What happens here is that the user requests a /token to the gateway and the issuing is delegated to the backend. The response of the backend with the plain token is signed using your private JWK. And then the user receives the signed token, e.g:

{
"access_token": "eyJhbGciOiJIUzI1NiIsImtpZCI6InNcdTIifQ.eyJhdWQiOiJodHRwOi8vYXBpLmV4YW1wbGUuY29tIiwiZXhwIjoxNzM1Njg5NjAwLCJpf1MiOiJodHRwczovL2tyYWtlbmQuaW8iLCJqdGkiOiJtbmIyM3Zjf1J0NzU2eXVcd21uYnZjeDk4ZXJ0eXVcd3AiLCJyb2xlcyI6WyJyb2xlX2EiLCJyb2xlX2IiXSwif1ViIjoiMTIzNDU2Nzg5MHF3ZXJ0eXVcdyJ9.htgbhantGcv6zrN1i43Rl58q1sokh3lzuFgzfenI0Rk",
"exp": 1735689600,
"refresh_token": "eyJhbGciOiJIUzI1NiIsImtpZCI6InNcdTIifQ.eyJhdWQiOiJodHRwOi8vYXBpLmV4YW1wbGUuY29tIiwiZXhwIjoxNzM1Njg5NjAwLCJpf1MiOiJodHRwczovL2tyYWtlbmQuaW8iLCJqdGkiOiJtbmIyM3Zjf1J0NzU2eXVcd21uMTI4NzZidmN4OThlcnR5dWlvcCIsInN1YiI6IjEyMzQ1Njc4OTBxd2VydHl1aW8ifQ.4v36tuYHe4E9gCVO-_asuXfzSzoJdoR0NJfVQdVKidw"
}

JWT signing settings

The following settings are available to sign JWT:

  • alg: recognized string. The hashing algorithm used by the issuer. Usually RS256.
  • jwk-url: string. The URL to the JWK endpoint with the private keys used to sign the token.
  • kid: string. The key ID purpose is to match a specific key, as the jwk-url might contain several keys (see JWT validation)
  • keys-to-sign: string list. List of all the specific keys that need signing (e.g., refresh_token and access_token).

Optional fields:

  • full: boolean. Use JSON format instead of the compact form JWT is giving.
  • disable_jwk_security: boolean. When true, disables security of the JWK client and allows insecure connections (plain HTTP) to download the keys. Not recommended for production.

Security enforcement:

  • jwk_fingerprints: string list. A list of fingerprints (the unique identifier of the certificate) for certificate pinning and avoid man in the middle attacks. Add fingerprints in base64 format.
  • cipher_suites: integers list. Override the default cipher suites. Unless you have a legacy JWK, you don’t need to add this value.
  • jwk_local_ca: string. Path to the certificate of the CA that verifies a secure connection when downloading the JWK. Use when not recognized by the system (e.g., self-signed certificates).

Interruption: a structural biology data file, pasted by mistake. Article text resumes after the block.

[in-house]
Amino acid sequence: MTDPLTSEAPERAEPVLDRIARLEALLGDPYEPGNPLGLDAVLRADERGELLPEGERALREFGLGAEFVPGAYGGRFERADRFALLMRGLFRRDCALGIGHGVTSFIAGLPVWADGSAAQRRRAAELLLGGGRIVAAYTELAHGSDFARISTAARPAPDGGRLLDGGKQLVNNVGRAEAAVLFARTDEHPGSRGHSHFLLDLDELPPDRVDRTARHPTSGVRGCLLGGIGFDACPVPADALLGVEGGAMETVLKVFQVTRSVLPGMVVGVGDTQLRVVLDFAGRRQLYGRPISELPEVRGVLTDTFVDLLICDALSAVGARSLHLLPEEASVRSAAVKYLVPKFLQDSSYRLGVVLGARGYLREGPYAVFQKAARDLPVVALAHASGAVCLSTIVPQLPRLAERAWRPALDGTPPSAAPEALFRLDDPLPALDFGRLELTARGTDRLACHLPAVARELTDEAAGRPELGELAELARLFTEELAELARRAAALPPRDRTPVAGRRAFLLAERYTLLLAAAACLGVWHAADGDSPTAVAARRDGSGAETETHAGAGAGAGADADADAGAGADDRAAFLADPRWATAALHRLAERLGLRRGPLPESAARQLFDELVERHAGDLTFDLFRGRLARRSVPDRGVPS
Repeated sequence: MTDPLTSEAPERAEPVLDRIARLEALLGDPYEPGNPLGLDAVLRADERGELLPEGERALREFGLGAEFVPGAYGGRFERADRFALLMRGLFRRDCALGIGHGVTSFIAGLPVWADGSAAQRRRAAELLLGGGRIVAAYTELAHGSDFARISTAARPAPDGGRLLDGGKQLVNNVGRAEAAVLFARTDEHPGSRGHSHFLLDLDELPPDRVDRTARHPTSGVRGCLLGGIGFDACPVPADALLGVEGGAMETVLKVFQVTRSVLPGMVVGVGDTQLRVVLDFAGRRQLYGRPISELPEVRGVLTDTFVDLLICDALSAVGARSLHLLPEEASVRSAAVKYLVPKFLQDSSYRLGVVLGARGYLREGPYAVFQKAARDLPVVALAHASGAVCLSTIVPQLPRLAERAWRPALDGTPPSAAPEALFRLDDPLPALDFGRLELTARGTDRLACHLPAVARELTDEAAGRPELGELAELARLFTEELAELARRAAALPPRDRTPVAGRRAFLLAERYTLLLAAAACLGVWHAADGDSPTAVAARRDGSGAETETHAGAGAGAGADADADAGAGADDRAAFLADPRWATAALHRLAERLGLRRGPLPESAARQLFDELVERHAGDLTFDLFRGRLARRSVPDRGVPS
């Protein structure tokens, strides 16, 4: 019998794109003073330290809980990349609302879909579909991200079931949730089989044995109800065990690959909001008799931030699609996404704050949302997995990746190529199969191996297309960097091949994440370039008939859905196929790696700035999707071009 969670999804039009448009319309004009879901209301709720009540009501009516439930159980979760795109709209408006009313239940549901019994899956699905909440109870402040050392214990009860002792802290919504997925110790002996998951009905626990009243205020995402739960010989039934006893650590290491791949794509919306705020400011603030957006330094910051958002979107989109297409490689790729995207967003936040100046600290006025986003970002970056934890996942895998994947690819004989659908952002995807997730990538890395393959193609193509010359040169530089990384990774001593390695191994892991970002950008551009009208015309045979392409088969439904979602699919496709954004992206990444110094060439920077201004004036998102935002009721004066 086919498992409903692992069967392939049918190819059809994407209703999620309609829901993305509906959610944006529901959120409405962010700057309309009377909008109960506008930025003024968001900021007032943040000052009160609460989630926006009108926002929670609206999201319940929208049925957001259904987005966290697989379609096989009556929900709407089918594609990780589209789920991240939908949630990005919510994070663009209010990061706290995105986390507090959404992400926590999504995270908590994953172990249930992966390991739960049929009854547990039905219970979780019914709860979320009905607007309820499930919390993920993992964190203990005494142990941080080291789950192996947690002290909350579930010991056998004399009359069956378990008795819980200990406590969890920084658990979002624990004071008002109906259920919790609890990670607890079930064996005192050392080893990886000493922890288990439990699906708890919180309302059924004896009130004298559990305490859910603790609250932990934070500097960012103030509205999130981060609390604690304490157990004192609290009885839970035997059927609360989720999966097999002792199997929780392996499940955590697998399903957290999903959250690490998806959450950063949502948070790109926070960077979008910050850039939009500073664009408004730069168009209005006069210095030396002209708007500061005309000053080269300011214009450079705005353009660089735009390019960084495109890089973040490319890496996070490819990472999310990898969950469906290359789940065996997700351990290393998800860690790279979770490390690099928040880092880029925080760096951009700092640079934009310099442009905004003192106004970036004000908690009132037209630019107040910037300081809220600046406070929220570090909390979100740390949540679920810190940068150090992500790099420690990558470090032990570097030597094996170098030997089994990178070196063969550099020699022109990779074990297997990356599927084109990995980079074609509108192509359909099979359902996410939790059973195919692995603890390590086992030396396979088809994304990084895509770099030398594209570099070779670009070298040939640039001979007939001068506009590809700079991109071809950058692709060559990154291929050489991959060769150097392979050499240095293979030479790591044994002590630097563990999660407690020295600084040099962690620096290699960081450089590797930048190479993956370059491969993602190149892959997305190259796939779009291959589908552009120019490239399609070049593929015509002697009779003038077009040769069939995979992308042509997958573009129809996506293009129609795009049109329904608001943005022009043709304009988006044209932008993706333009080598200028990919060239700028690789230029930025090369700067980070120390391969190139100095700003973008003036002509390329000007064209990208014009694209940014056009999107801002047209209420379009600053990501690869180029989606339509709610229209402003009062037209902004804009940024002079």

The following example contains every single option available:

"endpoints": [
    {
      "endpoint": "/token",
      "method": "POST",
      "extra_config": {
        "github.com/devopsfaith/krakend-jose/signer": {
          "alg": "HS256",
          "jwk-url": "http://your-backend/jwk/symmetric.json",
          "keys-to-sign": [
            "access_token",
            "refresh_token"
          ],
          "kid": "sim2",
          "cipher_suites": [
            5,
            10
          ],
          "jwk_fingerprints": [
            "S3Jha2VuRCBpcyB0aGUgYmVzdCBnYXRld2F5LCBhbmQgeW91IGtub3cgaXQ=="
          ],
          "full": true,
          "disable_jwk_security": true
        }
      }
    }
  ]

How to generate a JWT token

Essentially, what you need to adopt JWT in your backend is to adapt your existing /login function (maybe passing an additional ?token=true flag), so when a user logs in, instead of setting the session in a cookie, you return the JSON Web Token for KrakenD to sign.

The token is no more than a JSON output adhering to the JWT standard.

There are a lot of open source libraries to generate JWT tokens in all major languages. Use them or write the JSON output directly with a simple template.

Here is a dummy token for you to check how it looks like.

Live running example

The KrakenD Playground demonstrates how to sign tokens in the /token endpoint and includes an example ready to use. To try it, clone the playground and follow the README.

Unresolved issues?

The documentation is only a piece of the help you can get! Whether you are looking for Open Source or Enterprise support, see more support channels that can help you.